CS: Something like the movie’s big set piece at the stadium at the end, was that easier to get because of the connections to the three guys and how do you pull something like that off?
Cuarón: The thing is when I was writing the script, I was really concerned about soccer, because I didn’t want this movie to firstly be a soccer movie. One day I saw Michael Haneke’s “Funny Games” which is probably the most violent film I’ve ever seen and all the violence is off-camera, so after seeing that film, I said, “Hey, that’s what I have to do! Shoot soccer off-camera” so we get to know what happens in the game because of the human emotions of people reacting on the stands or the sportscasters narrating the game. I only go down on the pitch in the climactic moment in the rivalry between these two guys. Also, soccer is not a dramatic sport to shoot. A sport like baseball is, because to create drama, you need a pause, and baseball has a lot of pauses in between each pitch, there are things that change probabilities and that’s dramatic. The same happens with American football, but boxing is the most dramatic sport because it’s so physical. Soccer it never stops. You play, you play, you play, it never stops. The only moment you actually stop and pause is at the penalty kicks. Penalty kicks become a Western duel, and it’s very dramatic because it’s two guys facing each other and destiny and potential death, whether it’s literal or metaphorical, and that’s what I wanted to do. I did understate it, the first penalty kick, because I wanted to make clear that it’s all about the rivalry between these two guys, and then in the climactic scene in the film, I shot it like a Western as sort of a homage to all those Westerns I saw when I was a kid, especially “The Good, the Bad and the Ugly” and all the Sergio Leone Westerns.
CS: This movie has been a huge hit in Mexico, having made $9 million which isn’t much by American standards, but is huge compared to many Hollywood blockbusters that play down there. What do you hope that American audiences will be able to get out of it? Obviously, Americans know the two actors but might not be big fans of soccer. Do you think they’ll be able to understand some of the things about the sport?
Cuarón: Well, I think that the main thing is the universal thing that we can relate to is that we all have brothers or someone who is like a brother and we all know about those dynamics and how we poke at each other or teach each other or how you can have an argument and five minutes later, everything is forgiven. Or you have an argument and 25 years later, you run into your brother again that you haven’t seen for the last 25 years and you say “Forgive me.” Or you have an argument and 25 years later, you run into your brother and say, “F*ck you.” That’s all about brotherhood, so that’s what I think people relate to. Also, the specificity of the concept, which I think is the same as “Y Tu Mamá También.” The fact that the guys who know Mexico, well, they recognize the place and see that it’s a very honest social portrait of my country. If you don’t know the country, then you get to know the country I believe, and not precisely the tourist part of it but more like the social aspect of it. I think there are many things that audiences may like about this film, and also that it’s also very entertaining. Tonally, it has this very gentle, kind tone that you’re laughing and you think it could probably be a comedy, but at some point, you start to feel it’s creating this bittersweet endearing story.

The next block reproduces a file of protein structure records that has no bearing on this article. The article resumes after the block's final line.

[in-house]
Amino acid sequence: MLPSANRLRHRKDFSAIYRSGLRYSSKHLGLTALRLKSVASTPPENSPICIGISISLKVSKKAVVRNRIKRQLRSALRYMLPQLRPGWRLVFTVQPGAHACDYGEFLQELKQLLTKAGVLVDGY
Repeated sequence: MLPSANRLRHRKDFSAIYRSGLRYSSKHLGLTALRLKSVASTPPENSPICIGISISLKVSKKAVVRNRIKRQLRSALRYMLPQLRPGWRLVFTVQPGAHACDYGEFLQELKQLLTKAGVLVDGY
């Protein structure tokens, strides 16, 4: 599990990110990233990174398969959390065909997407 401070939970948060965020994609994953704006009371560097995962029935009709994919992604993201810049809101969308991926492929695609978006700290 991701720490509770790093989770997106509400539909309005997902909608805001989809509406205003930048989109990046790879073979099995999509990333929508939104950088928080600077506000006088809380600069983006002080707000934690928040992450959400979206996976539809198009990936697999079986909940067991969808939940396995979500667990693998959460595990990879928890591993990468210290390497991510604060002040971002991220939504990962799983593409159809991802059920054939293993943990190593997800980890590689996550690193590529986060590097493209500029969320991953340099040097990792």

CS: Very well said. Now I understand you’re doing another movie with Alfonso, too, where he’s directing one of your scripts? How’s that been going and is that something already underway?
Cuarón: I’m very slowly writing that because it’s not going to be his next project. It’s just something that we want to have a first draft and then in the future at one point, we can set it up. Right now, I’m in that process while Alfonso is trying to set up his next project.
CS: Do you have anything else you might want to direct? Another script maybe?
Cuarón: Yeah, I have several problems… problems, yeah, I have problems… no, I have several projects in different stages of development. Some of them are just ideas, some of them are fully-written scripts that I would have to rewrite. I haven’t had the time and the quiet to sit down and think about the next one I want but things are moving. Creative people, we never stop, so I’m restless. There’s no way we can stop, but at the same time, I’m too busy right now doing publicity. We released the film in Mexico in December so all this month, that’s all I did, going around the world promoting the film. In my free time, I try to write this project I’m doing with Alfonso and try to put time into all the other things I’ve been developing. Also my agent is looking for stuff for me and looking for different source material of things I might adapt. I’m in that process, so I’m going to be writing a lot this year and I hope to be shooting next year.
CS: Do you think you might ever join Cha Cha Cha as a part of that team?
Cuarón: The thing is that officially, it’s the three of them. I’d feel more like D’Artagnan, the fourth Musketeer. I don’t necessarily need to officially be a part of Cha Cha Cha to feel that I am that fourth Musketeer.
CS: I’ve always felt that D’Artagnan was the best Musketeer, so that’s probably a good place to be.
Cuarón: (laughs) Yeah, you’re probably right.
Carlos Cuarón’s Rudo y Cursi opens in New York and L.A. on Friday, May 8.